Talitha Bihun has been spelling her name for the past forty years. Her name, Talitha, meaning “little girl” or “damsel” in Hebrew, is from a passage in the Bible (Mark 5:41) in which Jesus revives the daughter of a king. It also happens to be the name of an X-Files episode, a fact that I eagerly shared with my mother when I watched it. From living on a farm in rural Iowa, to a sailboat in the Carribean, to the coast of New England, Talitha has lived as interesting a life as her name.
The second child of hippies, Laura Jean and Curly Bihun, Talitha is the third child of the family and has suffered from middle-child syndrome throughout her life. She was a troublemaker, always fighting with her younger brother or older sisters. In high school, she brought her older sister, Sadja’s, birth certificate and her younger brother as a witness to the RMV to get a fake-ID made. The ID had her photo, but her sister’s information (if only it were that easy nowadays). To this day, I still don’t think my aunt knows. Whenever I got in trouble with her as a teenager, I just reminded her that her own antics were in no comparison to my own and that she was lucky I was as good as I was—this usually worked, but also usually ended in me getting called a smart ass.
Although the family was never well off and money was tight, they made the most of what they had. When they lived in a farmhouse in Waterloo, Iowa that lacked running water, the family used an abandoned chicken coop as a bathroom. But, after a tornado ravaged across the the county and their chicken coop-bathroom was destroyed, they had to become a bit more creative. At that same house, my grandfather discovered a patch of morel mushrooms. They were in a patch of overgrowth and my mother and her brother discovered the odd looking mushrooms while trampling through the brush. My grandfather collected the mushrooms with the children and then made a soup with them that my mother still raves about. Now, we go into the woods ourselves, in search of edible mushrooms to make delicacies out of — we’ve never found morels, but remain hopeful that one day we will.
When she was about five, my mother and her family packed up their belongings and headed up to Maine. There, my grandfather had a sailboat waiting for them. The plan was to sail down to the Virgin Islands, where they would live and make a living by chartering out the boat to tourists. For a few years, this is exactly what they did. Sailing from one island to the next, my grandfather would charter out the boat and captain it while the rest of the family would work on the boat and live onshore. Some of my favorite stories of my mother’s childhood are from these years. Without getting into too many details, my grandfather was not necessarily the best guy (I personally never met him before his death). Finally having enough, my grandmother packed up the kids and headed back to Iowa. There, my mother and her family moved into my great-grandmother’s house in Cedar Rapids—the same house my grandmother grew up in, and the same house that I visit every summer.
Talitha stayed in Cedar Rapids until graduating high school. After graduating in 1992, she began her undergraduate education at the Kansas City Art Institute in Missouri. There, she majored in illustration and printmaking and met my father, Daryl. They were friends throughout their undergrad years, but were never a couple until their junior year. About a little over a year after getting together, the young couple found themselves with an unexpected surprise—me! Born the beginning of their senior year, my birth did not deter either of them from finishing their degrees. Instead, I was brought along to studio hours and critiques, sat on the laps of professors and carried through art shows and openings. I wore their graduation caps when they finished, and forced my grandmother to miss the ceremony with my incessant crying. I ask my mother about this a lot, about what it was like to have a child at such a young age and so unexpectedly. And although she and I know that she could have done things differently and made other choices, like every good mother, she always says that she would never change a thing.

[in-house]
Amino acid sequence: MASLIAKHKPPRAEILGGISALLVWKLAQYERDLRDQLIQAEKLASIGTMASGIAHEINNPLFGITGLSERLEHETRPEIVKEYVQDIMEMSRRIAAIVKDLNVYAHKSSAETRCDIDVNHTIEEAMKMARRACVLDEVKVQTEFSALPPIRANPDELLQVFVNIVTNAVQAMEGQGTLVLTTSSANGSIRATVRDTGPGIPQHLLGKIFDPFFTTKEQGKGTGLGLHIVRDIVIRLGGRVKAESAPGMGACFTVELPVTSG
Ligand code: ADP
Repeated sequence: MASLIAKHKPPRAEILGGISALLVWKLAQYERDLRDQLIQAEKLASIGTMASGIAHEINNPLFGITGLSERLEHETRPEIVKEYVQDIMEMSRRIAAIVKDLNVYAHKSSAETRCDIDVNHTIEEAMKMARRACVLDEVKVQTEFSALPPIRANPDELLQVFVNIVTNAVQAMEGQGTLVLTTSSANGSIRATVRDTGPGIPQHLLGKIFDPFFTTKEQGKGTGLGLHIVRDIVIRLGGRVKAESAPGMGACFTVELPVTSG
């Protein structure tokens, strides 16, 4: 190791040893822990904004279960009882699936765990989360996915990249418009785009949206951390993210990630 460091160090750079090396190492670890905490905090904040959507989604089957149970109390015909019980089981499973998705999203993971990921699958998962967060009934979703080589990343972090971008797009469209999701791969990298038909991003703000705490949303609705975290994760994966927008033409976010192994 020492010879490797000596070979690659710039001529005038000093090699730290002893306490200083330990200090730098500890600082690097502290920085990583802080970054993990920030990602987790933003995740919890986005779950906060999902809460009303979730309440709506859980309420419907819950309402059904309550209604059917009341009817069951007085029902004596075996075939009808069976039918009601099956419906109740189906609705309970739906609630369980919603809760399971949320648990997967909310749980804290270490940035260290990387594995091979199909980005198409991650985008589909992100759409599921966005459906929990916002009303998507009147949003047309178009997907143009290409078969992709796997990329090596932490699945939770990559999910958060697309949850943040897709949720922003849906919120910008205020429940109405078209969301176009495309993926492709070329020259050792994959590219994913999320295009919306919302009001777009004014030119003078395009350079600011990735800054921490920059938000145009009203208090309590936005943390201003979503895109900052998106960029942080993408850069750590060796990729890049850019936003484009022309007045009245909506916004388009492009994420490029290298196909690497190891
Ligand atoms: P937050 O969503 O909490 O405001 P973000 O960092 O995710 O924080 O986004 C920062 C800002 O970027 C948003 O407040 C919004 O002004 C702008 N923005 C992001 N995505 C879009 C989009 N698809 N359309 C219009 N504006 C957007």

As a teenager, my mother and I would butt heads a lot. This became worse as she opened up to me about how unhappy she had been in her marriage. It was tough for me to hear this, as every child expects their parents to be together forever. But, I knew it was true. The tension between them had been building for years and was beginning to break the surface. I made her promise to wait until I was finished with high school to separate and divorce my father. Looking back on it, I know this was a selfish thing for me to do and that maybe it would have been easier if it was done sooner rather than later. But, like my mother said about my birth, I wouldn’t have changed a thing. Although it wasn’t the easiest thing for them all the time, being able to share those special moments of my senior year with my parents together was important to me.
Now, my mother and sisters live together in the town next door to my father and I. I had the chance to live with my mother when I moved back home after my freshman year of college, but the physical distance between us was the best thing that we could have done for our relationship. Growing up, my mother always pushed me to try my hardest in everything I did. I think this was a result of her middle-child syndrome—always having to compete with her siblings, she strove to be the best at whatever she set her mind to. But, it made me stronger and able to stick up for myself and my beliefs—although sometimes it makes me a little too strong-headed, and that’s where we always bump heads.
My mother is my best friend. We go shopping together, I give her relationship advice, we’re each other’s work-out buddies and share recipes and vegetables from our gardens with each other. And I wouldn’t change that for anything in the world.